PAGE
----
Restaurant tables a ‘safe’ distance apart, reduced headcounts at nightclubs and limited classroom sizes.

These are some of the measures being considered by a small team of government ministers and advisers tasked with figuring out what life in Malta should look like after COVID-19.

Times of Malta has reported that the government is this week expected to announce the first coronavirus containment rules to be lifted, but insiders say these are not likely to immediately change the restricted way people have been living life in recent weeks. 

“We are looking at a very soft easing to start off with but this will be staggered, with more announcements to follow,” government sources said.

And while they say it is still a way off, the experts know that their exit plan talks will eventually have to look at what the “new normal” could look like in the summer months.

Restrictive measures may have been eased by then, allowing bistros across the island to open their doors once more. But tables might have to be a regulated ‘safe’ distance apart and the number of people allowed inside could be cut down significantly.

Waiters working in these new emptier restaurants would have to constantly use sanitiser hand wash and inspectors roped in to do spot checks. This is one of a series of scenarios that the sources say will be up for discussion.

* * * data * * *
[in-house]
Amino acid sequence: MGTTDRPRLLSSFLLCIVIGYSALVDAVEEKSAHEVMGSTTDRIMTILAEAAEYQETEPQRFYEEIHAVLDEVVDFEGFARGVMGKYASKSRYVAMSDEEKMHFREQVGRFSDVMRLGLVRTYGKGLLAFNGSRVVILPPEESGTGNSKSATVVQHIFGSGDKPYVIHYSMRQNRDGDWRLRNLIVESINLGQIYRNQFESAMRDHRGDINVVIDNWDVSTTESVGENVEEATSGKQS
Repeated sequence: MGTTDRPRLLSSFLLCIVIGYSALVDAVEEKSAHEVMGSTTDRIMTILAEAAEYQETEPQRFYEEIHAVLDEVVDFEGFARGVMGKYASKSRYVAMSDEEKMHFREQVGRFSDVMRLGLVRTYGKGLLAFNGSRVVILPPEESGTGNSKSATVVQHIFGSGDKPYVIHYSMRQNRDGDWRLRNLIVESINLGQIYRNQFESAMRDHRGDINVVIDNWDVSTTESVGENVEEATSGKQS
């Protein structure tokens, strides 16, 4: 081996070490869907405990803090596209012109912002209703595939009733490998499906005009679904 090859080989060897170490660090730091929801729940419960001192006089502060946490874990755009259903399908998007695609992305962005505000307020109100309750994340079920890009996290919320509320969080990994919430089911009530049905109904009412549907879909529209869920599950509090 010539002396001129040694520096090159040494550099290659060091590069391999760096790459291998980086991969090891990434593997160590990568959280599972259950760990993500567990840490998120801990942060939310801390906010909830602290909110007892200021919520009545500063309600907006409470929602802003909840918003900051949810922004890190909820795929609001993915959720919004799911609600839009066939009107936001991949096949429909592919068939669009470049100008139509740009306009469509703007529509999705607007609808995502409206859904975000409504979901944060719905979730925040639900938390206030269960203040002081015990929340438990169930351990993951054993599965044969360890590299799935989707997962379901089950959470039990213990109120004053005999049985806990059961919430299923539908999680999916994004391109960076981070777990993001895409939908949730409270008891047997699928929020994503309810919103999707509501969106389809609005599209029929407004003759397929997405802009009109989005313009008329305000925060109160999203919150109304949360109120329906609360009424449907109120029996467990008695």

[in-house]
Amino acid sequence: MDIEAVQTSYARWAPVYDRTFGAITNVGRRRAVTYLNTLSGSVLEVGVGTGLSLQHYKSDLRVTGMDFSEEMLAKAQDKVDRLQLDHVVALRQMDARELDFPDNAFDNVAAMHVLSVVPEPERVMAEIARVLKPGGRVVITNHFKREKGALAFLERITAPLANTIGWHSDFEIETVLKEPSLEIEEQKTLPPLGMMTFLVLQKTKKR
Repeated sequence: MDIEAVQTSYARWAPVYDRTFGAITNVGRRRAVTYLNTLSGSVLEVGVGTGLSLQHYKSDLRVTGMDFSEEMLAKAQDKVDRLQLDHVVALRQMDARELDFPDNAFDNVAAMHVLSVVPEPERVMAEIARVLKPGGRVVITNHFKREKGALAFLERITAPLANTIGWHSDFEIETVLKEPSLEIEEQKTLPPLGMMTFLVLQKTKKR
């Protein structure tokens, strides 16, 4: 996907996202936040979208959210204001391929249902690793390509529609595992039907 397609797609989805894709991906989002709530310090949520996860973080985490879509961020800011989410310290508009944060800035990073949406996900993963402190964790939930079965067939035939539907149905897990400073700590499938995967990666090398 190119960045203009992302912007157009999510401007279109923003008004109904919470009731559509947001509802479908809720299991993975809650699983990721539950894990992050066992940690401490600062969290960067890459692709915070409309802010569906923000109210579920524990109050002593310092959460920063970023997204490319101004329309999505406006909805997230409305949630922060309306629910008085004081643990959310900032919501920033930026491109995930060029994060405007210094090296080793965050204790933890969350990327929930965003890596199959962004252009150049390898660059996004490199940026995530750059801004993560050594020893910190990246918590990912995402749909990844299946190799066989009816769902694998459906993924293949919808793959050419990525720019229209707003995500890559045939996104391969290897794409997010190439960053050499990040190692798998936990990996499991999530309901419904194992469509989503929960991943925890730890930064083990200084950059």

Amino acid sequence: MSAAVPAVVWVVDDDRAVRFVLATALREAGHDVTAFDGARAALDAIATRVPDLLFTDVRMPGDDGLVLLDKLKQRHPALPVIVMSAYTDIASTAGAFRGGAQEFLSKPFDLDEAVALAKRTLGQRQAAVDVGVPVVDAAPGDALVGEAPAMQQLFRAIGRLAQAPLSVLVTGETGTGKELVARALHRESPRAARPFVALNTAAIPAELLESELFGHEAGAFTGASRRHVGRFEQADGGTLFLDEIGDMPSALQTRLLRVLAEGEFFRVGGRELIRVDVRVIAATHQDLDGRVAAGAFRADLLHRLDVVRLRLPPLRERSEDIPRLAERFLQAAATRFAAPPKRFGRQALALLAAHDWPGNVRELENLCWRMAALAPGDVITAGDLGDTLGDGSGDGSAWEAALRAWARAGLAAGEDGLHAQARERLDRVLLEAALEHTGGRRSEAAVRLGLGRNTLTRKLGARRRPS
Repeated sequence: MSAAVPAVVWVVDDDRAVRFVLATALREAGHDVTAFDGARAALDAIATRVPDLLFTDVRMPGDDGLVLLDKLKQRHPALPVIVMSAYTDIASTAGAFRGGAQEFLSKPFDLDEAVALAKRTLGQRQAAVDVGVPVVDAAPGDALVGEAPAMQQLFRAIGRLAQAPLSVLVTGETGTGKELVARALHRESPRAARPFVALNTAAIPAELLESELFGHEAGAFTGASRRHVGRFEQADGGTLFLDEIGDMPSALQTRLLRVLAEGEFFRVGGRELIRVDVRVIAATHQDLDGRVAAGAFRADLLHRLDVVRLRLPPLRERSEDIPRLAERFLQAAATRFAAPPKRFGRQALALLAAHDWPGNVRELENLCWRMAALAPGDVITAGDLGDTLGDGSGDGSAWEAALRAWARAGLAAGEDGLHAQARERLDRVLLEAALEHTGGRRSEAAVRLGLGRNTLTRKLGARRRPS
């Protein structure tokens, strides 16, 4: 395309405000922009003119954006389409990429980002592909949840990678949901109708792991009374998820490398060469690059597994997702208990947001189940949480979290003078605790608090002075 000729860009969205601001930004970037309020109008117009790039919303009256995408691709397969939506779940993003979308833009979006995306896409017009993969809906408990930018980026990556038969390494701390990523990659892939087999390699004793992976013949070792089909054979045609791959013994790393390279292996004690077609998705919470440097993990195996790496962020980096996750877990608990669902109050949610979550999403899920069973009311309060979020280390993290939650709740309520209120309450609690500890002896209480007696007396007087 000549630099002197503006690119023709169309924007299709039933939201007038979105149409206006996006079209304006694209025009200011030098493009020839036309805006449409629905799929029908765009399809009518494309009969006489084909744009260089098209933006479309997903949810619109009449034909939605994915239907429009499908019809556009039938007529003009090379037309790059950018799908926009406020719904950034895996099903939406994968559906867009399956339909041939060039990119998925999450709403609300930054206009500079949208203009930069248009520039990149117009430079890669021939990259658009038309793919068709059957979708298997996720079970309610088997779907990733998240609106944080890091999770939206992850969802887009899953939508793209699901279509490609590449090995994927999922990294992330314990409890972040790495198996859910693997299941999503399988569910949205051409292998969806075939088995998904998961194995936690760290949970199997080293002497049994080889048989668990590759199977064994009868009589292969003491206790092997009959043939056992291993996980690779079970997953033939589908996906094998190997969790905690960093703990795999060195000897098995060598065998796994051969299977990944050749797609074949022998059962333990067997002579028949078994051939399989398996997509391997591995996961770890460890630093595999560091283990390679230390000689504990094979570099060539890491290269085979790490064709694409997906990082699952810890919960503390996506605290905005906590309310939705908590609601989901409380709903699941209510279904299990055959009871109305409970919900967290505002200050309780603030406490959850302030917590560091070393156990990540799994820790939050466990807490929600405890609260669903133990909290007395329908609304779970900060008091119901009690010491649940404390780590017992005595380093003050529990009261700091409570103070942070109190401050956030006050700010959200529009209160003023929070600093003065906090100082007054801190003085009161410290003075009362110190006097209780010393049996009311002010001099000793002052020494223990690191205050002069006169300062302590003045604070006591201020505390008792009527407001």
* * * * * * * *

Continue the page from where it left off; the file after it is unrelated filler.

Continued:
Outside on the street, public transport may be running but only half the number of passengers previously allowed to board could be allowed. Drivers would still not be handing out small change and crowded bus stops would be banned. 

Tables might have to be a regulated safe distance apart

Nightclubs could eventually be allowed to reopen but the once crowded dance floors would most likely be much roomier, the sources said, as advisers will have to consider new “temporary” headcount restrictions on all entertainment venues.

“Imagine having a half-empty cinema – it could be that this is how they are reopened at first,” one source said, stressing that it is much too early to make firm decisions on any of these suggestions.

On the neon-lit streets of the once-bustling Paceville, police previously used for raids and stopping street fights could now be tasked with dispersing large crowds.

“It’s early days, and we are still in talks, but at this point we have agreed that it is time to start discussing what this ‘new normal’ should look like,” an adviser said.

And while a move away from the current restrictions is on the cards, social distancing is expected to continue “at least for the time being”. 

This could even apply to the workplace with potential measures including an initial limit on the number of people allowed to work from the office at a time.

Remote working, the sources added, had worked for a number of companies and could help ease the transition into ‘the new normal’.

As for children, talks have briefly raised the issue of where to go with daycare centres and summer schools, particularly as this impacts thousands of parents’ ability to return to work.

Schools were among the first to shut when the virus reached the island last month – the authorities are wary of reversing this decision too soon.

Limiting classroom size, and perhaps introducing a split roster, where children go in on alternate days, are two possibilities on the table.

“Again, it is really early days here, but yes this is something to consider,” the adviser said.

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